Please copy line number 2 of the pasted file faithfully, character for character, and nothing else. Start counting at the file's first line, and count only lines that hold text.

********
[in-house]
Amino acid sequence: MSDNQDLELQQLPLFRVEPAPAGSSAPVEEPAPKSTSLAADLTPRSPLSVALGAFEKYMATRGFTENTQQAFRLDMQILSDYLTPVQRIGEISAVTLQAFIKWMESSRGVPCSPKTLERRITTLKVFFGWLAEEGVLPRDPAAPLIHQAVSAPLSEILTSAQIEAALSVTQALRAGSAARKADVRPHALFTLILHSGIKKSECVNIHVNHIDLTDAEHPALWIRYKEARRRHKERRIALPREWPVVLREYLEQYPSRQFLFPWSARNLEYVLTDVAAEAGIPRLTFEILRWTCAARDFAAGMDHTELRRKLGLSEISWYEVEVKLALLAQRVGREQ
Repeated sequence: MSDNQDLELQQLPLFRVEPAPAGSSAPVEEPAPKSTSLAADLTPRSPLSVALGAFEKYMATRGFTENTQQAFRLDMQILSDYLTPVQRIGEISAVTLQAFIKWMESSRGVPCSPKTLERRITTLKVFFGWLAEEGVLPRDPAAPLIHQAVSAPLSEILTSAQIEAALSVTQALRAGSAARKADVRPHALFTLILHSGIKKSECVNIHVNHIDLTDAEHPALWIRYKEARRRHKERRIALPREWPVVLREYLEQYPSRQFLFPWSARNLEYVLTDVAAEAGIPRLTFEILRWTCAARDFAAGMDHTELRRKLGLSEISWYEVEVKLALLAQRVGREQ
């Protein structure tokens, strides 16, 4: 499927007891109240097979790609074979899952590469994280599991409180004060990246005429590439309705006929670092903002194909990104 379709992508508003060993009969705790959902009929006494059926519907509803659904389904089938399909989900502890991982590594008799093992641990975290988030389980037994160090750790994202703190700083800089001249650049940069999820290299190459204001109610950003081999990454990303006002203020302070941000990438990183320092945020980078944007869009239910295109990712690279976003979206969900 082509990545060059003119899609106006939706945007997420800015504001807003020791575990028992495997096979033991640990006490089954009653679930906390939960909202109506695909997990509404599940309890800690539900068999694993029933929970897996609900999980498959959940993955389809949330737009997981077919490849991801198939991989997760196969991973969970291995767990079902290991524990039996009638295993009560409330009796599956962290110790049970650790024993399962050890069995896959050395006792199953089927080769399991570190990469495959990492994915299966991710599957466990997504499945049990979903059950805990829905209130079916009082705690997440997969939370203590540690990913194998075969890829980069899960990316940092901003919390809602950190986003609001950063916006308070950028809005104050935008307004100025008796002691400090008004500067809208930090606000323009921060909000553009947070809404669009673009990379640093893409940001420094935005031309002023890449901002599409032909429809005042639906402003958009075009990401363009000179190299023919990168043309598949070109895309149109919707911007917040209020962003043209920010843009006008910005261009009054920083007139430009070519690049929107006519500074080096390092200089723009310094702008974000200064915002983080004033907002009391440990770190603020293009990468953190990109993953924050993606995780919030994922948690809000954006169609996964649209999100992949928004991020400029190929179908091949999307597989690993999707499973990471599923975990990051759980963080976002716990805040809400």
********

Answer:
Amino acid sequence: MSDNQDLELQQLPLFRVEPAPAGSSAPVEEPAPKSTSLAADLTPRSPLSVALGAFEKYMATRGFTENTQQAFRLDMQILSDYLTPVQRIGEISAVTLQAFIKWMESSRGVPCSPKTLERRITTLKVFFGWLAEEGVLPRDPAAPLIHQAVSAPLSEILTSAQIEAALSVTQALRAGSAARKADVRPHALFTLILHSGIKKSECVNIHVNHIDLTDAEHPALWIRYKEARRRHKERRIALPREWPVVLREYLEQYPSRQFLFPWSARNLEYVLTDVAAEAGIPRLTFEILRWTCAARDFAAGMDHTELRRKLGLSEISWYEVEVKLALLAQRVGREQ